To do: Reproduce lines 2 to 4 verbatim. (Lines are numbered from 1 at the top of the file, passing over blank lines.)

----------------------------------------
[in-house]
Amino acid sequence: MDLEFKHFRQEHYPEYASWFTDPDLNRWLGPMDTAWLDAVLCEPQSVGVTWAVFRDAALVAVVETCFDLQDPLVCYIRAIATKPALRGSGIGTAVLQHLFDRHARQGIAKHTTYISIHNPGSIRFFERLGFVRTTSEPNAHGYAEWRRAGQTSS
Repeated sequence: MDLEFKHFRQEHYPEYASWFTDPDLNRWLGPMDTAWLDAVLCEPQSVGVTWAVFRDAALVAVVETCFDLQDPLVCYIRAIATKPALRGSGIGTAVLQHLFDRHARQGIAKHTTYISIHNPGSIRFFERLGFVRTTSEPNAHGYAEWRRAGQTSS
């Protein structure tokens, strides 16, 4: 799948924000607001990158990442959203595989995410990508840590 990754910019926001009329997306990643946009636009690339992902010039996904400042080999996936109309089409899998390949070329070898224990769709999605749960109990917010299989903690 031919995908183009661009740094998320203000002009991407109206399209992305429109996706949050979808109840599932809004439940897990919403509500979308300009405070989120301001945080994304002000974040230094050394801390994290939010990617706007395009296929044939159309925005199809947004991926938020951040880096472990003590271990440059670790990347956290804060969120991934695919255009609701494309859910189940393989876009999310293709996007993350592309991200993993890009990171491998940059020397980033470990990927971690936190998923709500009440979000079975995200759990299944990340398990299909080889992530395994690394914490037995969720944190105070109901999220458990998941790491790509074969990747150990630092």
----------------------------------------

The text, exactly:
Amino acid sequence: MDLEFKHFRQEHYPEYASWFTDPDLNRWLGPMDTAWLDAVLCEPQSVGVTWAVFRDAALVAVVETCFDLQDPLVCYIRAIATKPALRGSGIGTAVLQHLFDRHARQGIAKHTTYISIHNPGSIRFFERLGFVRTTSEPNAHGYAEWRRAGQTSS
Repeated sequence: MDLEFKHFRQEHYPEYASWFTDPDLNRWLGPMDTAWLDAVLCEPQSVGVTWAVFRDAALVAVVETCFDLQDPLVCYIRAIATKPALRGSGIGTAVLQHLFDRHARQGIAKHTTYISIHNPGSIRFFERLGFVRTTSEPNAHGYAEWRRAGQTSS
């Protein structure tokens, strides 16, 4: 799948924000607001990158990442959203595989995410990508840590 990754910019926001009329997306990643946009636009690339992902010039996904400042080999996936109309089409899998390949070329070898224990769709999605749960109990917010299989903690 031919995908183009661009740094998320203000002009991407109206399209992305429109996706949050979808109840599932809004439940897990919403509500979308300009405070989120301001945080994304002000974040230094050394801390994290939010990617706007395009296929044939159309925005199809947004991926938020951040880096472990003590271990440059670790990347956290804060969120991934695919255009609701494309859910189940393989876009999310293709996007993350592309991200993993890009990171491998940059020397980033470990990927971690936190998923709500009440979000079975995200759990299944990340398990299909080889992530395994690394914490037995969720944190105070109901999220458990998941790491790509074969990747150990630092």